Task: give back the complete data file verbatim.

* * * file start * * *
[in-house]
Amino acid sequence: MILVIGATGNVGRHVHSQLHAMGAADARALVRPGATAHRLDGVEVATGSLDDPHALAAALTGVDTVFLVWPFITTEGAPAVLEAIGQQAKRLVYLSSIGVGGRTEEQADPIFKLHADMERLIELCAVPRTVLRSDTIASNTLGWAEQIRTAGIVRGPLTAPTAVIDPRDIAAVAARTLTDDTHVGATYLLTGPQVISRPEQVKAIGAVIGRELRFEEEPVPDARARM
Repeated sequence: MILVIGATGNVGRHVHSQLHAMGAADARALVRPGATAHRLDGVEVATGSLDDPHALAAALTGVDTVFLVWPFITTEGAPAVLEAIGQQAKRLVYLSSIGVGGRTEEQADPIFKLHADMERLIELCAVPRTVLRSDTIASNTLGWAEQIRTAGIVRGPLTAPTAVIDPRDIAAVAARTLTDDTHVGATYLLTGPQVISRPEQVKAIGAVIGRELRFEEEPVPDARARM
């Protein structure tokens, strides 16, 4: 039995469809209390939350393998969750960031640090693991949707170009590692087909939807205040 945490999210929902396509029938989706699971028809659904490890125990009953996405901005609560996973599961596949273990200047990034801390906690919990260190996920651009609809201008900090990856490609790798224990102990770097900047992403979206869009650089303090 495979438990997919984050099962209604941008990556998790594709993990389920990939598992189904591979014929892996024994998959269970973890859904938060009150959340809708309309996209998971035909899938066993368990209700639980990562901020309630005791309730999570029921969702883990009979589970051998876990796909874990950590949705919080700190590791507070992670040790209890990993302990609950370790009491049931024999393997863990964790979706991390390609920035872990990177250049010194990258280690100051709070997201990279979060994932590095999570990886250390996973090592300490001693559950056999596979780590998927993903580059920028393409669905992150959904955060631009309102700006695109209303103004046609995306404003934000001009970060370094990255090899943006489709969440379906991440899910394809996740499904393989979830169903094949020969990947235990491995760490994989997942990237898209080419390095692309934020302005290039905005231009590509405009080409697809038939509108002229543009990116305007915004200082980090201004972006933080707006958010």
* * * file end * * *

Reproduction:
[in-house]
Amino acid sequence: MILVIGATGNVGRHVHSQLHAMGAADARALVRPGATAHRLDGVEVATGSLDDPHALAAALTGVDTVFLVWPFITTEGAPAVLEAIGQQAKRLVYLSSIGVGGRTEEQADPIFKLHADMERLIELCAVPRTVLRSDTIASNTLGWAEQIRTAGIVRGPLTAPTAVIDPRDIAAVAARTLTDDTHVGATYLLTGPQVISRPEQVKAIGAVIGRELRFEEEPVPDARARM
Repeated sequence: MILVIGATGNVGRHVHSQLHAMGAADARALVRPGATAHRLDGVEVATGSLDDPHALAAALTGVDTVFLVWPFITTEGAPAVLEAIGQQAKRLVYLSSIGVGGRTEEQADPIFKLHADMERLIELCAVPRTVLRSDTIASNTLGWAEQIRTAGIVRGPLTAPTAVIDPRDIAAVAARTLTDDTHVGATYLLTGPQVISRPEQVKAIGAVIGRELRFEEEPVPDARARM
């Protein structure tokens, strides 16, 4: 039995469809209390939350393998969750960031640090693991949707170009590692087909939807205040 945490999210929902396509029938989706699971028809659904490890125990009953996405901005609560996973599961596949273990200047990034801390906690919990260190996920651009609809201008900090990856490609790798224990102990770097900047992403979206869009650089303090 495979438990997919984050099962209604941008990556998790594709993990389920990939598992189904591979014929892996024994998959269970973890859904938060009150959340809708309309996209998971035909899938066993368990209700639980990562901020309630005791309730999570029921969702883990009979589970051998876990796909874990950590949705919080700190590791507070992670040790209890990993302990609950370790009491049931024999393997863990964790979706991390390609920035872990990177250049010194990258280690100051709070997201990279979060994932590095999570990886250390996973090592300490001693559950056999596979780590998927993903580059920028393409669905992150959904955060631009309102700006695109209303103004046609995306404003934000001009970060370094990255090899943006489709969440379906991440899910394809996740499904393989979830169903094949020969990947235990491995760490994989997942990237898209080419390095692309934020302005290039905005231009590509405009080409697809038939509108002229543009990116305007915004200082980090201004972006933080707006958010």